• UAS Risk Management
  • Inspection Operations
  • Basic Multirotor Flight Training
  • Advanced Multirotor Flight Training
  • Fixed-Wing Flight Training
  • Photogrammetry using UAS
  • Public Safety UAS Fundamentals
  • Evidence Collection and Preservation for Law Enforcement
  • Developing a Standardization Program

In addition, multiple courses can be strung together to earn a certificate from Embry-Riddle, including sUAS for Public Safety and a Professional UAS Multirotor Certificate. Finally, OPE provides a gateway for you to earn third-party certifications, such as the Association for Uncrewed Vehicle Systems International (AUVSI) Trusted Operator Program (TOP) at Levels 1, 2 and 3, as well as Remote Pilot Instructor.

Begin Now

The best part is that you can begin your journey right now, this very moment, by downloading the Embry-Riddle Uncrewed Pilot Trainer (ERUPT) for free, using this link. This piece of software was developed to help Embry-Riddle students studying remotely to begin to develop their fundamental, thumbs-on-sticks flying skills and preparing for the industry-standard check rides used in TOP certifications.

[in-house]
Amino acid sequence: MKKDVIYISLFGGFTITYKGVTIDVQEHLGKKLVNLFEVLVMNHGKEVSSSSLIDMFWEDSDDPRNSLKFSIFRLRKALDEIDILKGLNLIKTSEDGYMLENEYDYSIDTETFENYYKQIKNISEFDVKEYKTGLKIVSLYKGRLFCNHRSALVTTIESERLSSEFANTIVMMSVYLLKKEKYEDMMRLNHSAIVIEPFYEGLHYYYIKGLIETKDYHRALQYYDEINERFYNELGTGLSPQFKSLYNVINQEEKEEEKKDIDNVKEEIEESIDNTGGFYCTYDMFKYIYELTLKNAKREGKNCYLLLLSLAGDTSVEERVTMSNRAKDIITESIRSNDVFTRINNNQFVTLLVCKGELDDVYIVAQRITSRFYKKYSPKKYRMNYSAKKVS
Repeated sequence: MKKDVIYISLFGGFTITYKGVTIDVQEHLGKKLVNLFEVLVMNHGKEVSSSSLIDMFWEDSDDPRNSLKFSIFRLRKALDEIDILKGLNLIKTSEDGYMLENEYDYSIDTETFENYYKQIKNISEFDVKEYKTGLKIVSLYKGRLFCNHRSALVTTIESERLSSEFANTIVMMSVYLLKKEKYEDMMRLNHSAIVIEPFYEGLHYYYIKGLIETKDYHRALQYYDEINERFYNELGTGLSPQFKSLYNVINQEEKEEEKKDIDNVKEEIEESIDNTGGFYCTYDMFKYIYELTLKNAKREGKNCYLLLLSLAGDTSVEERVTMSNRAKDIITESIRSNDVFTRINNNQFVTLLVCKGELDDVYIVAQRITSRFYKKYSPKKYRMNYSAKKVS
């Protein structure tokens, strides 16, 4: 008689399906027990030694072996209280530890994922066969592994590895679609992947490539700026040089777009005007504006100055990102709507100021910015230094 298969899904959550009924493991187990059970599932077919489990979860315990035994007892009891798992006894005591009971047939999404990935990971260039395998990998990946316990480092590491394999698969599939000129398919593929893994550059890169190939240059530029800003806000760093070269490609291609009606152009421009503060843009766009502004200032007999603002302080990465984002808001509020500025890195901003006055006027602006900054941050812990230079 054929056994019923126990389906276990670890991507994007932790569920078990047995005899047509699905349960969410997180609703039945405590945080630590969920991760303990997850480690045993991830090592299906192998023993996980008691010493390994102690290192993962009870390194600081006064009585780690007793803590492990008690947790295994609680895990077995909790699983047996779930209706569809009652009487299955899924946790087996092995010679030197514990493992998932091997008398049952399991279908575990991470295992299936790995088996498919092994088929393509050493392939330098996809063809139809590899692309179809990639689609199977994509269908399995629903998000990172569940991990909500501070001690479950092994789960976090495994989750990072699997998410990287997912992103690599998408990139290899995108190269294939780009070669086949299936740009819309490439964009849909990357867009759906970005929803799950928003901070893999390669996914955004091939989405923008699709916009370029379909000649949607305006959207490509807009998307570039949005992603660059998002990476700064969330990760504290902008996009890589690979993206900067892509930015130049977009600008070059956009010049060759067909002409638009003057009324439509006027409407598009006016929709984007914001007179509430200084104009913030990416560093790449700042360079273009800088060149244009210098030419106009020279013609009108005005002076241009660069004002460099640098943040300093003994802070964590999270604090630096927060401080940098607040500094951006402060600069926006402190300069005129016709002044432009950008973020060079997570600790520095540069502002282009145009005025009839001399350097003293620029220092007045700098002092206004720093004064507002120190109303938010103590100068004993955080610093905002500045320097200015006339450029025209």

The Embry-Riddle Uncrewed Pilot Trainer (ERUPT) was developed to help students seeking degrees in uncrewed and autonomous systems develop their basic proficiency and prepare for check rides such as the National Institute of Standards and Technology (NIST) open test lane.

To be sure, this isn’t a high-fidelity flight simulator: It’s a training tool to help you master the basics – and it works. Students who use ERUPT prior to attending the required residency for the Bachelor's and Master’s degrees in Uncrewed and Autonomous Systems are able to complete their check rides four times faster than students who do not use the simulator.

Apart from a few megabytes of storage space on your hard drive, you literally have nothing to lose. Maybe you play with it for five minutes and then delete it. Maybe you take an OPE course to sharpen your skills around a single sUAS application, like photogrammetry. Maybe you take a few courses and earn a certificate. You can view the many sUAS options here.

Or, maybe you earn a Bachelor’s or Master’s degree from the world’s leading provider of aviation education, joining a long and proud tradition that goes back nearly a century to when aviation itself was new – the realm of pioneers and dreamers – just like the people leading the development of the UAS industry today. It can begin here.